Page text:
Photo of tents and bicyclesOn the way back we went through Germany, where “moin” is the standard greeting and the Aldi has white wheaties (breakfast of bicyclists). We camped in the Hüttener Berge, which was beautiful and quiet — previously I only knew about that area as “the last rest stop on the Autobahn before Denmark” which is neither beautiful, nor quiet.

And now after 710km on the bike I’m back in the Netherlands, preparing for Akademy and gently poking Calamares to see if it will wake up from slumber.

Going to Deventer^WVienna^WAkademy

Today I’m heading out to Deventer to say “hi” to Valorie and Boud, whom I’m be seeing again next week in Vienna, at Akademy.

Akademy is, for me, first and foremost a way to see everyone again and re-calibrate my social settings for everyone. After all, I communicate with most KDE people only electronically, though text, and it’s sometimes really important to see the faces behind the IRC nicknames. So I’m particularly excited that Michael Pyne will be there, who has been a voice in KDE for as long as I care to remember, but whom I’ve never actually met. And there will be lots of GSoC students there, new people who deserve all the support they can get — and commendations for the work they have done in KDE this year.

Personally I’m not planning anything specific at Akademy. I may chair a panel during the conference parts, and the Distro BoF is something I’ll definitely attend with my FreeBSD hat on. Other than that, it’ll mostly be spur-of-the-moment what I’m doing. Tug on my sleeve if you want coffee and a chat, about portability, installers, OEM stuff, codes of conduct, or Rick Astley.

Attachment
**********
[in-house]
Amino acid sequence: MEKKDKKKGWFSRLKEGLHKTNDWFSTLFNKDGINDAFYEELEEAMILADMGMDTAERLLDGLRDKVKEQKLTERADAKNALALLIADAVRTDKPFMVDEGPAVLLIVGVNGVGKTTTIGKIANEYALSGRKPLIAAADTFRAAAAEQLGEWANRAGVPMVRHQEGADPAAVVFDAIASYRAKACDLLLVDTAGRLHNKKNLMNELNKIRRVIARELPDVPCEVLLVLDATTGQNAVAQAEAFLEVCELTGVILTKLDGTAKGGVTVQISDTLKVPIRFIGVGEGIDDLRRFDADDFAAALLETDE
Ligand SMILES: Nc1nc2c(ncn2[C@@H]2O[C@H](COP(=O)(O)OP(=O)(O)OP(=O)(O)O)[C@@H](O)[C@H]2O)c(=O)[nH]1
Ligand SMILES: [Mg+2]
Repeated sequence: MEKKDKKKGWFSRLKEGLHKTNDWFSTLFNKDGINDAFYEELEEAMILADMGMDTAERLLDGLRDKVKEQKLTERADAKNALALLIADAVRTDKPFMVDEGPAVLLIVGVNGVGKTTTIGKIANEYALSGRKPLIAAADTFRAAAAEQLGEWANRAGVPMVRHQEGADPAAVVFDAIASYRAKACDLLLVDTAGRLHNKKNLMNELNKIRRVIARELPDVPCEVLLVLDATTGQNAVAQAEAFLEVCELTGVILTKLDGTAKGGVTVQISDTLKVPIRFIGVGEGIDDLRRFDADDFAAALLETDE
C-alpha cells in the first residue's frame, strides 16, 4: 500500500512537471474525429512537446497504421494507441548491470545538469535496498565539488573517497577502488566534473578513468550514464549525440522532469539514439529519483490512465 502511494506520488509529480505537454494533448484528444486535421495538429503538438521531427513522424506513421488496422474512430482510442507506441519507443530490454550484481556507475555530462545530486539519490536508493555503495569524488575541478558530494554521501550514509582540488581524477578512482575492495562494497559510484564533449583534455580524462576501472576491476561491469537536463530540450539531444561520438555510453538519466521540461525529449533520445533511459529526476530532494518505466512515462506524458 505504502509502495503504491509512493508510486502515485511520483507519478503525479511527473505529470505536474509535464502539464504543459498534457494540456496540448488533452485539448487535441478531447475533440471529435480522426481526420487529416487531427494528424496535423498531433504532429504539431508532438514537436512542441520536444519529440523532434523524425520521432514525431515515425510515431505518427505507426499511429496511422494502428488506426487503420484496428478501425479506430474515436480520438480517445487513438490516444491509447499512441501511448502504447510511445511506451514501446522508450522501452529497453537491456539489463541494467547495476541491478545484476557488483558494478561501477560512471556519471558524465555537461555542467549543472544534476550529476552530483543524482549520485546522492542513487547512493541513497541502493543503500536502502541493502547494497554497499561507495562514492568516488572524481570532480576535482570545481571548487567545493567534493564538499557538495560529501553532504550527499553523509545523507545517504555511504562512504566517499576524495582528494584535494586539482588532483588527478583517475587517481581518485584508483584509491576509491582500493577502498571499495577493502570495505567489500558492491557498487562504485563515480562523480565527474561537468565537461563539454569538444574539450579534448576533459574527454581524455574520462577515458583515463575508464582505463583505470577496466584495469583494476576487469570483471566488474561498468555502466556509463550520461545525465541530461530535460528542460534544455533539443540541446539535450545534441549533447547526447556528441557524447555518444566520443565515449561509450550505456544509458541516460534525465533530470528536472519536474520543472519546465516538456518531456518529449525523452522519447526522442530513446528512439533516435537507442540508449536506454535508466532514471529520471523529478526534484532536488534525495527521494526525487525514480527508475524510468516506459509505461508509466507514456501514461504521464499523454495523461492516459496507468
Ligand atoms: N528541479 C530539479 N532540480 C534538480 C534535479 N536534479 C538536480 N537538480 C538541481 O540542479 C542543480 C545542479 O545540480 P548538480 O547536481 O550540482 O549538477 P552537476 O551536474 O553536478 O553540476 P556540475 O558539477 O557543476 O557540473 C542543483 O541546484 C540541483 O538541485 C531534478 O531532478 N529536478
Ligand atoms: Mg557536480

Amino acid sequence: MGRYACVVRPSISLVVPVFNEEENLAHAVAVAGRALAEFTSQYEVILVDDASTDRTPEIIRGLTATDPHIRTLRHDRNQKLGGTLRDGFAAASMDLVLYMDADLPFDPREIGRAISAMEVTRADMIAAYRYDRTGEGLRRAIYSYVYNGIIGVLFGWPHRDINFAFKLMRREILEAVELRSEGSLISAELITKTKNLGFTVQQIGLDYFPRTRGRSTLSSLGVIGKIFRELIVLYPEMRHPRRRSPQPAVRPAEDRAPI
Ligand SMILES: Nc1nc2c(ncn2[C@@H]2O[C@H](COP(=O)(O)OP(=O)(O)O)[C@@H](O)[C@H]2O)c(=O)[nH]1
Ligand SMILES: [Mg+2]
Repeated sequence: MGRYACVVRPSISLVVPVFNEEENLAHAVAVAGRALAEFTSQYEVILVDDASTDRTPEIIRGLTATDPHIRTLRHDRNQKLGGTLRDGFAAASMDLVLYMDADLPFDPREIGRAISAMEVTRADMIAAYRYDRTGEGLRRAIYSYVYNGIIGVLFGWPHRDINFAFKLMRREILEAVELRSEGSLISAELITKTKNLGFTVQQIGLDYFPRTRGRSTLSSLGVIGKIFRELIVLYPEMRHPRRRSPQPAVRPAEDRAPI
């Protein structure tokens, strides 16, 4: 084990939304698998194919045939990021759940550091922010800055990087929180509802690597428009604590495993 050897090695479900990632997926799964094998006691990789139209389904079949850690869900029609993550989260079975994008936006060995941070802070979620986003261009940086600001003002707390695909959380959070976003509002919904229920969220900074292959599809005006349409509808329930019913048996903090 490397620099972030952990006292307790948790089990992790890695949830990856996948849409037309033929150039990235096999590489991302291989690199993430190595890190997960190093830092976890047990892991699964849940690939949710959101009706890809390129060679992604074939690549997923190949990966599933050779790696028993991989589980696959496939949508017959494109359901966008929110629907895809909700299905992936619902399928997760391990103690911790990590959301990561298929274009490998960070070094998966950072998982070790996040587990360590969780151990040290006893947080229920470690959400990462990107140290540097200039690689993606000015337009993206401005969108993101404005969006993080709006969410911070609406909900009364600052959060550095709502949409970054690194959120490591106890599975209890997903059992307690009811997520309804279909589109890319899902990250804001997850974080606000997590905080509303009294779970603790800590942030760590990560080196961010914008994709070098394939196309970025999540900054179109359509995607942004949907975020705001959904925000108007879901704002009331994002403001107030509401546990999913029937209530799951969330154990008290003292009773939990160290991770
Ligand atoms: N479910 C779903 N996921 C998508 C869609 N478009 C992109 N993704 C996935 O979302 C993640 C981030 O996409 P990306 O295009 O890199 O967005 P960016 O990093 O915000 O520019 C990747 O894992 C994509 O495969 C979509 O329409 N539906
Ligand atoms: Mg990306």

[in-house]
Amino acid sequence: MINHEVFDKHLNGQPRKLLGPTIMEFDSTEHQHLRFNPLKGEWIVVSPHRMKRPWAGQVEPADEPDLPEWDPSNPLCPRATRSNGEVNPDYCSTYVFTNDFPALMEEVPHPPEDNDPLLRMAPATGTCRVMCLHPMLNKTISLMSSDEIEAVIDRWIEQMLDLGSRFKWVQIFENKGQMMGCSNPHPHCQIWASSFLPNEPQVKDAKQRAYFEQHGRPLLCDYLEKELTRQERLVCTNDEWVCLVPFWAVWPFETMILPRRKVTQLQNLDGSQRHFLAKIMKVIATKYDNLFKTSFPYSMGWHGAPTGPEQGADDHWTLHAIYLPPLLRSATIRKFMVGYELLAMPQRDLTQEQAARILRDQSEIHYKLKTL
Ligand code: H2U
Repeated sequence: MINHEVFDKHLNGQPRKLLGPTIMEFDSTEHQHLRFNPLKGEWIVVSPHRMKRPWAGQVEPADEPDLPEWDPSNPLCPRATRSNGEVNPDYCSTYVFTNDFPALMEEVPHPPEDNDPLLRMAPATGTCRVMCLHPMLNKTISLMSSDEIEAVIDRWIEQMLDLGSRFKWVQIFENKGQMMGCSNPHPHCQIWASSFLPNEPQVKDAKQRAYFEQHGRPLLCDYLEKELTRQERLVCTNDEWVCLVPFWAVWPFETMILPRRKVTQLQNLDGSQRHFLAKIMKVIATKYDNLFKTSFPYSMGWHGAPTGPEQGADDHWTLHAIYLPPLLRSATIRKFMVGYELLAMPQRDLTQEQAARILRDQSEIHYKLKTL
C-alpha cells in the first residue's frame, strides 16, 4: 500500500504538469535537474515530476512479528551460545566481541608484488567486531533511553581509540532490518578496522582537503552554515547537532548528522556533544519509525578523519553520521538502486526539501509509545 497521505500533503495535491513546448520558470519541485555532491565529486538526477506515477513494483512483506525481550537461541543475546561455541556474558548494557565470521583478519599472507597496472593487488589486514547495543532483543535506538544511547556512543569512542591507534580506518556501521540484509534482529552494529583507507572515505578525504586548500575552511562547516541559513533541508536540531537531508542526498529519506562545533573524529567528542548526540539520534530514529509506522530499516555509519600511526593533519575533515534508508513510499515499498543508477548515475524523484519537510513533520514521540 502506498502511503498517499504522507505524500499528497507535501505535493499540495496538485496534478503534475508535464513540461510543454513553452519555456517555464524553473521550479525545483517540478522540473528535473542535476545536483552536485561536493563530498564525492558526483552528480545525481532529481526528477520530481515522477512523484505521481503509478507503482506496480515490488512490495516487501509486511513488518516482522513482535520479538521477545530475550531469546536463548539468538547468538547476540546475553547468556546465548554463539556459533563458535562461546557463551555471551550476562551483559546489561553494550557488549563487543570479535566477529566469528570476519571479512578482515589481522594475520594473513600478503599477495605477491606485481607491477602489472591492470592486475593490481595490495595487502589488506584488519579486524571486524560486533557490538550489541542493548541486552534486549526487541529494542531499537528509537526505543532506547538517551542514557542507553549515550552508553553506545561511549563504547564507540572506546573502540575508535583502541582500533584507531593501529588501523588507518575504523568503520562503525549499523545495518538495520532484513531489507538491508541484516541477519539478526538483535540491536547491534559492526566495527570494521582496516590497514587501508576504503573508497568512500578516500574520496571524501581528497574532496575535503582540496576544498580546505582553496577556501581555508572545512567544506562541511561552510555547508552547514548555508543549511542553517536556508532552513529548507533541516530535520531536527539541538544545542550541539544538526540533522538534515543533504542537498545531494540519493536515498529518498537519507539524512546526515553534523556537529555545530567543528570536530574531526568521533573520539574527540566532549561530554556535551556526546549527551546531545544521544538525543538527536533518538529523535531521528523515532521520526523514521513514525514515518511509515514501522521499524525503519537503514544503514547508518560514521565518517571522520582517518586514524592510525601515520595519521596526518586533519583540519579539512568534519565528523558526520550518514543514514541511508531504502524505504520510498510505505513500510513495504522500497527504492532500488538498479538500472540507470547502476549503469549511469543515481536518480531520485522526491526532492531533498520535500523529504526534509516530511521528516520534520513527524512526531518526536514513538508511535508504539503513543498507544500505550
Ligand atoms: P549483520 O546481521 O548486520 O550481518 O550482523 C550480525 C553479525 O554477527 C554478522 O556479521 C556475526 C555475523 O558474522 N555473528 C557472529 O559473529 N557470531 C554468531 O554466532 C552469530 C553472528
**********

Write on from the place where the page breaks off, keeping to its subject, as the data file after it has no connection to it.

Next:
My First Clang Bug

Part of the role of being a packager is compiling lots (and lots) of packages. That means compiling lots of code from interesting places and in a variety of styles. In my opinion, being a good packager also means providing feedback to upstream when things are bad. That means filing upstream bugs when possible, and upstreaming patches.

One of the “exciting” moments in packaging is when tools change. So each and every major CMake update is an exercise in recompiling 2400 or more packages and adjusting bits and pieces. When a software project was last released in 2013, adjusting it to modern tools can become quite a chore (e.g. Squid Report Generator). CMake is excellent for maintaining backwards compatibility, generally accomodating old software with new policies. The most recent 3.12 release candidate had three issues filed from the FreeBSD side, all from fallout with older software.  I consider the hours put into good bug reports, part of being a good citizen of the Free Software world.